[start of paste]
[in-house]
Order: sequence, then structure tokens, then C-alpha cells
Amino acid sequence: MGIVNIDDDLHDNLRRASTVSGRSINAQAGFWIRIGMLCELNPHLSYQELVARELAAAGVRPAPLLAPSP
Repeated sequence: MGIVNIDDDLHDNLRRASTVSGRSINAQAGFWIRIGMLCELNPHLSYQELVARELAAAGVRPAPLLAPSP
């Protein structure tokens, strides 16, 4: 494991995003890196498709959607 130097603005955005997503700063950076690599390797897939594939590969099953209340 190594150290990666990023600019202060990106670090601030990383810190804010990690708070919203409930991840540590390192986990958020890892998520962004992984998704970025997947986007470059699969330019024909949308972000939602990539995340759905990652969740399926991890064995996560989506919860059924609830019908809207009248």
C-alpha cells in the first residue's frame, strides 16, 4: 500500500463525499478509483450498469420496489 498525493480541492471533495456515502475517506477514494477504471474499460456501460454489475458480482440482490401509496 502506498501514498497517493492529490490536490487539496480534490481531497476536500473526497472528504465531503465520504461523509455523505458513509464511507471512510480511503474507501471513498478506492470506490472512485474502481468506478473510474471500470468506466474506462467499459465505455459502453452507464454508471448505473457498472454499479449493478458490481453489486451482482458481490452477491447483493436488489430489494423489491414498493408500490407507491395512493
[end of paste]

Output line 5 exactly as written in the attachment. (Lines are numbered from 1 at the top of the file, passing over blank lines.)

């Protein structure tokens, strides 16, 4: 494991995003890196498709959607 130097603005955005997503700063950076690599390797897939594939590969099953209340 190594150290990666990023600019202060990106670090601030990383810190804010990690708070919203409930991840540590390192986990958020890892998520962004992984998704970025997947986007470059699969330019024909949308972000939602990539995340759905990652969740399926991890064995996560989506919860059924609830019908809207009248």